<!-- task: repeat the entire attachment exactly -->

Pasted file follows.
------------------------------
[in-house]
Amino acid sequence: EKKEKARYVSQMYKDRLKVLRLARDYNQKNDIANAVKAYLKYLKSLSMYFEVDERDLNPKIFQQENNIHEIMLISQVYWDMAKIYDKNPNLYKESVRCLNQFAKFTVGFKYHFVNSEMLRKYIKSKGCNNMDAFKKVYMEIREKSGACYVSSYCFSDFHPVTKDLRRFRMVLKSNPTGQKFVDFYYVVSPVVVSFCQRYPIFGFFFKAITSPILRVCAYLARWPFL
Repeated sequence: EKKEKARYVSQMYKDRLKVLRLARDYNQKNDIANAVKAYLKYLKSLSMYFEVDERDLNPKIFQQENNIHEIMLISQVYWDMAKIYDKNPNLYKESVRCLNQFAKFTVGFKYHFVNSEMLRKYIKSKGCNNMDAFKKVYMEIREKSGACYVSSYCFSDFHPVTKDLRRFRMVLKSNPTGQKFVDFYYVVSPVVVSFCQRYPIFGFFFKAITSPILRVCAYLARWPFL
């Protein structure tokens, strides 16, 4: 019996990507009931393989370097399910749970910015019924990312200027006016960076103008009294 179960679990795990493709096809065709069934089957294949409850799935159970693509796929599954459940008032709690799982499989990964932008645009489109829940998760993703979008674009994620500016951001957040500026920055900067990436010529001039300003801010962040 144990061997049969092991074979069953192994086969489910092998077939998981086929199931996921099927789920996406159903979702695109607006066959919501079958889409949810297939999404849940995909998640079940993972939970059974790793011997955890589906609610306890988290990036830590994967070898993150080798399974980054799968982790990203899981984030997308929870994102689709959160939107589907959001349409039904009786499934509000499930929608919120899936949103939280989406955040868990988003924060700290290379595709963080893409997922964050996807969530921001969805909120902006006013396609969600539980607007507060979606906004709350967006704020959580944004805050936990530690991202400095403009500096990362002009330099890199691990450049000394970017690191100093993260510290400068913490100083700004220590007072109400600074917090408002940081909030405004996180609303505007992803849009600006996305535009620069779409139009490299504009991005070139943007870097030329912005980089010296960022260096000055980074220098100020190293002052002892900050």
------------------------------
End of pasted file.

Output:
[in-house]
Amino acid sequence: EKKEKARYVSQMYKDRLKVLRLARDYNQKNDIANAVKAYLKYLKSLSMYFEVDERDLNPKIFQQENNIHEIMLISQVYWDMAKIYDKNPNLYKESVRCLNQFAKFTVGFKYHFVNSEMLRKYIKSKGCNNMDAFKKVYMEIREKSGACYVSSYCFSDFHPVTKDLRRFRMVLKSNPTGQKFVDFYYVVSPVVVSFCQRYPIFGFFFKAITSPILRVCAYLARWPFL
Repeated sequence: EKKEKARYVSQMYKDRLKVLRLARDYNQKNDIANAVKAYLKYLKSLSMYFEVDERDLNPKIFQQENNIHEIMLISQVYWDMAKIYDKNPNLYKESVRCLNQFAKFTVGFKYHFVNSEMLRKYIKSKGCNNMDAFKKVYMEIREKSGACYVSSYCFSDFHPVTKDLRRFRMVLKSNPTGQKFVDFYYVVSPVVVSFCQRYPIFGFFFKAITSPILRVCAYLARWPFL
């Protein structure tokens, strides 16, 4: 019996990507009931393989370097399910749970910015019924990312200027006016960076103008009294 179960679990795990493709096809065709069934089957294949409850799935159970693509796929599954459940008032709690799982499989990964932008645009489109829940998760993703979008674009994620500016951001957040500026920055900067990436010529001039300003801010962040 144990061997049969092991074979069953192994086969489910092998077939998981086929199931996921099927789920996406159903979702695109607006066959919501079958889409949810297939999404849940995909998640079940993972939970059974790793011997955890589906609610306890988290990036830590994967070898993150080798399974980054799968982790990203899981984030997308929870994102689709959160939107589907959001349409039904009786499934509000499930929608919120899936949103939280989406955040868990988003924060700290290379595709963080893409997922964050996807969530921001969805909120902006006013396609969600539980607007507060979606906004709350967006704020959580944004805050936990530690991202400095403009500096990362002009330099890199691990450049000394970017690191100093993260510290400068913490100083700004220590007072109400600074917090408002940081909030405004996180609303505007992803849009600006996305535009620069779409139009490299504009991005070139943007870097030329912005980089010296960022260096000055980074220098100020190293002052002892900050």